Two Royal Malaysian Navy personnel died at the Sungai Wangi detention unit in Sitiawan, Perak, on Sept 29. FILE PIC

THE time has come for the government to set up a task force to tackle violence involving teenagers and youth. Under the initiative, the government could also mobilise its resources to end the violence.

This is important in view of the spate of bullying and violence that resulted in deaths.

We must ensure that Malaysia will not turn into a nation of bullies, as recent cases have shown that the perpetrators included primary and secondary school students, teenagers, adults and military institutions.

In the Sept 29 incident, two personnel of the Royal Malaysian Navy (RMN) died at the Sungai Wangi Unit detention room in Sitiawan, Perak, after they were allegedly tortured.

Police have classified the case as murder based on the post-mortem on Nik Muhammad Baihaqy Nik Mat, 28, and Muhammad Lailaltulman Mohd Sukri, 26.

Another two RMN personnel have also lodged police reports, claiming that they were tortured at the same detention unit.

Police have arrested five RMN personnel in connection with the two cases.

Cases involving cruelty and violence in schools, educational and military institutions must be looked into by the authorities and society to find solutions.

On June 9, T. Nhaveen,18, was allegedly assaulted, burned and sodomised by a group of teen-agers around midnight at a field in Bukit Gelugor, Penang.

The incident happened less than two weeks after Universiti Pertahanan Nasional Malaysia student Zulfarhan Osman Zulkarnain, 21, died at Serdang Hospital on June 1, after he was allegedly assaulted by a group of university students in Serdang.

On Aug 24, a 7-year-old boy died two days after he was allegedly assaulted by his 12-year-old senior at a primary school’s hostel in Kapit, Sarawak.

Education Ministry statistics show that there were 14,000 cases of bullying reported between 2012 and 2015, but there are many cases that may have not been reported.

It seems that we have sadists who enjoy torturing others and watching them suffer.

Most minors get into crime because of negative peer influence, insufficient parental guidance, bad influence of the Internet and gangsterism.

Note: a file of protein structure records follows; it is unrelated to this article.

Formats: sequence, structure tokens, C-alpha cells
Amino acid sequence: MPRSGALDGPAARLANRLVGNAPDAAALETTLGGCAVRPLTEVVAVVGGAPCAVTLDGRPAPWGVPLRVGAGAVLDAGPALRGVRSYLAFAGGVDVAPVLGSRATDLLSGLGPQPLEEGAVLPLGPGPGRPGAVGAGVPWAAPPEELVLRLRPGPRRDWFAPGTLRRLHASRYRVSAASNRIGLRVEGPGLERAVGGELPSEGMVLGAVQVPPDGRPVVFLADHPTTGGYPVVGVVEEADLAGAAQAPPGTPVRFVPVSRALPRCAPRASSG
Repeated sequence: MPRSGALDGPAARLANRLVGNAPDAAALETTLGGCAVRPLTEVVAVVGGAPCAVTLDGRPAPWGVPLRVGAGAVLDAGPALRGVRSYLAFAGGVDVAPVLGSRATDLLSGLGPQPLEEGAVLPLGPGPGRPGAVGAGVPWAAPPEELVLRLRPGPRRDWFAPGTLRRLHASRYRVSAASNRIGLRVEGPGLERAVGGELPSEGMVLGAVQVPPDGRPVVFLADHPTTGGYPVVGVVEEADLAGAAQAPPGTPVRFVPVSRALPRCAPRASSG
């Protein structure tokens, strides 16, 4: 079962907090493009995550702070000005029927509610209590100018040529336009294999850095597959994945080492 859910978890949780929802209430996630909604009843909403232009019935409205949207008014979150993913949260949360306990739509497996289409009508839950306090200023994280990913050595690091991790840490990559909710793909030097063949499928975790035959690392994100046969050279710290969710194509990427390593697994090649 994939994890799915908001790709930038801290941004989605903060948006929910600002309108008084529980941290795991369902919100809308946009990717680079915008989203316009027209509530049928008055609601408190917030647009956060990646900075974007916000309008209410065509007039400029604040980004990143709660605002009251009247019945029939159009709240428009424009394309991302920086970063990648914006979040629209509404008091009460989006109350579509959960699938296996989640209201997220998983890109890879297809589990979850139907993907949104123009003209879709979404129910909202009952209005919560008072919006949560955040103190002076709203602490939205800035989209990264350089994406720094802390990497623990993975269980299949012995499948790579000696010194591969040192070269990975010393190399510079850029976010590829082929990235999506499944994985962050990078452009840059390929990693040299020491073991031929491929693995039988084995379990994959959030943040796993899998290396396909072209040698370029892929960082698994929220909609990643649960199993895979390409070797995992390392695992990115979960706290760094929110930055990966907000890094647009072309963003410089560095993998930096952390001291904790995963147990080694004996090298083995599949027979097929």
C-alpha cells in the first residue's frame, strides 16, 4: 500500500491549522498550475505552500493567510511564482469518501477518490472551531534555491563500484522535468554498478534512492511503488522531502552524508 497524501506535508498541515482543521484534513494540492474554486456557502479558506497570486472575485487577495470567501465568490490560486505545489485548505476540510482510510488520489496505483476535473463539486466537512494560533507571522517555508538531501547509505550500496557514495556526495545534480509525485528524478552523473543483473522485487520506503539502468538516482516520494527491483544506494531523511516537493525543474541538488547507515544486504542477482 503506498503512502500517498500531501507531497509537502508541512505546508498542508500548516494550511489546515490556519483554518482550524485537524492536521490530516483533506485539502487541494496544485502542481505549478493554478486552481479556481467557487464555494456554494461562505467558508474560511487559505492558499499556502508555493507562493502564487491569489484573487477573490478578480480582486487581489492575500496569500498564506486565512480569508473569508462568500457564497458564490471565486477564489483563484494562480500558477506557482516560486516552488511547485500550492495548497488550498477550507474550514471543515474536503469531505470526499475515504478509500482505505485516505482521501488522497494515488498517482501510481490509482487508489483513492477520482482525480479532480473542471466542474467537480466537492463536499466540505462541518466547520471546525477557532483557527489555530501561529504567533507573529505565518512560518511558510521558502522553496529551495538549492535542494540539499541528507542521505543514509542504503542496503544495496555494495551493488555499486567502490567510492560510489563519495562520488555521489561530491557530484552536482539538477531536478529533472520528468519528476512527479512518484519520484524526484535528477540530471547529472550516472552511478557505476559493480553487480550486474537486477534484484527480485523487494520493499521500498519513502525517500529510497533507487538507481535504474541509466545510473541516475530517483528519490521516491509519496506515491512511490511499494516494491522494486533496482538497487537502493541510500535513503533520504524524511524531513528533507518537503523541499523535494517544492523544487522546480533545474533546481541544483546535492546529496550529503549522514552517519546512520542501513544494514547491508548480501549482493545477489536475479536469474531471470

Bullying and violence should be kept in check. Hardly a day passes without violence being committed.

What has happened goes against our national vision, which is to build a caring society and promote caring values.

We must also look at the deteriorating mental health issue and how it has led to this bullying, torture and sadistic cases.

The National Health and Morbidity Survey in 2015 showed that about 4.2 million Malaysians aged 16 and above, or 29.2 per cent of the population, suffered from mental problems.

The number is alarming because it shows an increase of 11.2 per cent compared with that in 2006.

More troubling, the problem also involves students as the ratio of those facing mental problems has increased from one in 10 people in 2011, to one in five, last year. Experts said anxiety and depression were the main causes of mental health problems among students.

The question now is whether our nation is doing enough to promote mental health development. My answer is “no”.

Other contributing factors include family problems, physical and cyberbullying, and pressure from parents and teachers.

I believe that the culture of violence should be tackled with the support of parents, psychologists and non-governmental organisations.

Let us mobilise the nation through sustainable program-mes to promote kindness and compassion in educational institutions and reject violence.

We must never become a nation of bullies but one based on compassion, kindness and mutual respect for one another.

Even if punishment is to be meted out against someone, it must be based on the rule of law and in accordance with standard operating procedures.

TAN SRI LEE LAM THYE

Senior vice-chairman, Malaysia Crime Prevention Foundation

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